|Submission Date||Aug. 6, 2018|
|3.01 / 8.00||
Tishman Environment & Design Center
All Parsons undergraduate students are required to take a foundational sustainability course - 'Sustainability Systems' - as part of their first year curriculum. From the syllabus: "This course is a required first year course that provides foundational understanding of the scientific and social issues related to the design of resilient urban futures. An understanding of the constraints, challenges, and opportunities presented by the need to design products, systems, and services that are more socially, environmentally and economically resilient is at the core of a Parsons education. This course is where that work begins."
Parsons Sustainable Systems Learning Outcomes:
- Respect diverse cultural attitudes regarding our ecological systems and an awareness for their relevance to creative practice through careful investigations and presentations that explore those diverse viewpoints.
- Exhibit awareness of moral and ethical problems related to sustainability by identifying assumptions and questionable goals underlying various strategies and points of view.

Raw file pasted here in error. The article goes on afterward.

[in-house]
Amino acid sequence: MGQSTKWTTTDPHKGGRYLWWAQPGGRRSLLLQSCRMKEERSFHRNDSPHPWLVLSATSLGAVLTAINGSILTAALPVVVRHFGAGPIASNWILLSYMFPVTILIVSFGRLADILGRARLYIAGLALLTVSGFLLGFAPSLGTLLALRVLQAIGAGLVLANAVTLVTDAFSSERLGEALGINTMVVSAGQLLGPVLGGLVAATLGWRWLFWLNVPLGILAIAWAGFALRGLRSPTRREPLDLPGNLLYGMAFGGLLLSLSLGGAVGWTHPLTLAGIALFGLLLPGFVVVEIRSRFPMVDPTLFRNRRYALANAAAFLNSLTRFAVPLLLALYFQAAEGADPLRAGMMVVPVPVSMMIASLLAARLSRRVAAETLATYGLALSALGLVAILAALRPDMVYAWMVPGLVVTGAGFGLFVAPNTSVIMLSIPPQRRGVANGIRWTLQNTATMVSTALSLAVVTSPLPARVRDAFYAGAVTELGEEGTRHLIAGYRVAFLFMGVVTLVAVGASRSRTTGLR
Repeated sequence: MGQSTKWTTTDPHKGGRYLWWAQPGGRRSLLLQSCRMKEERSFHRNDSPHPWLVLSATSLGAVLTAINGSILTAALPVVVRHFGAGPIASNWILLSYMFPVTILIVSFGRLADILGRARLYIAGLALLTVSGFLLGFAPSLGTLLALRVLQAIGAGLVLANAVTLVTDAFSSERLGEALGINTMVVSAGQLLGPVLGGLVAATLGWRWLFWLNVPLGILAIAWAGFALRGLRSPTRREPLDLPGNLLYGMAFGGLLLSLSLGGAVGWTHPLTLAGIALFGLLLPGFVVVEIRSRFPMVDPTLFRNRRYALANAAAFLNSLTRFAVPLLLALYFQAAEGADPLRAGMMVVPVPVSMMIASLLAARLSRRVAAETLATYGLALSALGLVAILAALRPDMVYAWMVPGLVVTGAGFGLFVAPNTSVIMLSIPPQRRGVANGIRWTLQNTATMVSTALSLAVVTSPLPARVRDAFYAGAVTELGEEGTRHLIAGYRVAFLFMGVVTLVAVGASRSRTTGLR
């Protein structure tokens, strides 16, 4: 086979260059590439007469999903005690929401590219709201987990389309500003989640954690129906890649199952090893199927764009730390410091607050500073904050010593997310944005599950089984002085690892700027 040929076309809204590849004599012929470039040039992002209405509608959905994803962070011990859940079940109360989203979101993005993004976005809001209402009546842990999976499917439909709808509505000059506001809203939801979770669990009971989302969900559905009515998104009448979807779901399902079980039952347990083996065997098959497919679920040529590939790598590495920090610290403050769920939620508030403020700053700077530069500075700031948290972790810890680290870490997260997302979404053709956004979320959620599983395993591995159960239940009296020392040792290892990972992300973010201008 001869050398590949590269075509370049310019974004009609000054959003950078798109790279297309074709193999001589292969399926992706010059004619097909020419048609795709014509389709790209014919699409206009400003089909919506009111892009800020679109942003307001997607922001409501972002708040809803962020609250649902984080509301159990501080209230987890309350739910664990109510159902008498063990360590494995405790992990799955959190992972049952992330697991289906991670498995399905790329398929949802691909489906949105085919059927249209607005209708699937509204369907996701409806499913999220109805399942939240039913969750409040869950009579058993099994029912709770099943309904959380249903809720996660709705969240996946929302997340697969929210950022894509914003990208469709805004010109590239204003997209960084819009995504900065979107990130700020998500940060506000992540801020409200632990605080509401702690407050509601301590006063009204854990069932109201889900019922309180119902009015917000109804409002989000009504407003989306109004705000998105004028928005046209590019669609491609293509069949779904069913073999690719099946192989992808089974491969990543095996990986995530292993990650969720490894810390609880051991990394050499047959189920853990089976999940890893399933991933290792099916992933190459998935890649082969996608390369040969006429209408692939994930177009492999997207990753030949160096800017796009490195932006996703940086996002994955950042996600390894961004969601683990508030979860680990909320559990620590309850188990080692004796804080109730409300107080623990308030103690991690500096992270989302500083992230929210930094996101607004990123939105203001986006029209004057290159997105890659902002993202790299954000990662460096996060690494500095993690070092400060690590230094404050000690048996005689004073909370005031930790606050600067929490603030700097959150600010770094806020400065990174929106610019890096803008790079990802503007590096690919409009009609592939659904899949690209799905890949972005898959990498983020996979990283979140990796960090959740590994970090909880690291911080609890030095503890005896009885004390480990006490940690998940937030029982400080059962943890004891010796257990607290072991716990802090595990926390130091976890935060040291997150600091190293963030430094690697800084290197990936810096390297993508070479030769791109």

- Exhibit awareness of interrelationships within and between systems through self-directed study and documenting (writing and/or diagramming) examples as they relate to a given topic or question.
- Drive scientific inquiry, by conducting experiments and field investigations that test hypotheses, supporting or refuting particular creative propositions.
- Use analog and digital tools toward scientific methods of analysis by conducting and interpreting the results of experiments that use such tools; and develop creative work outcomes that explore various forms of material literacy that is informed by adjacent first year coursework
- Translate scientific thinking and knowledge into creative, sustainable, [measurable] solutions to ecological challenges, by presenting a cogent argument with supporting evidence (quantitative and qualitative)
- Evaluate and reflect on their creative works in relation to stated goals and values by clearly articulating the methods used for evaluating their creative solutions—quantitative and/or qualitative, “Why?” and “To what level of impact within a particular system of exchanges?”
From the New School's Environmental Policy and Sustainability Management M.S. program webpage: "The New School is at the forefront of addressing global environmental issues, thanks to Milano's Environmental Policy and Sustainability Management (EPSM) program. This program is designed to turn students' passion for environmental change and sustainability into careers with impact. Our students benefit from small, customized classes, a rigorous program of critical theory and practice, and close attention from a faculty engaged in research, scholarship, and cutting-edge professional practice. Our practice-based learning places students front and center alongside organizations working on the most pressing environmental issues of our time, from climate change and environmental justice to food systems and sustainable development."
Learning about sustainability at The New School involves understanding: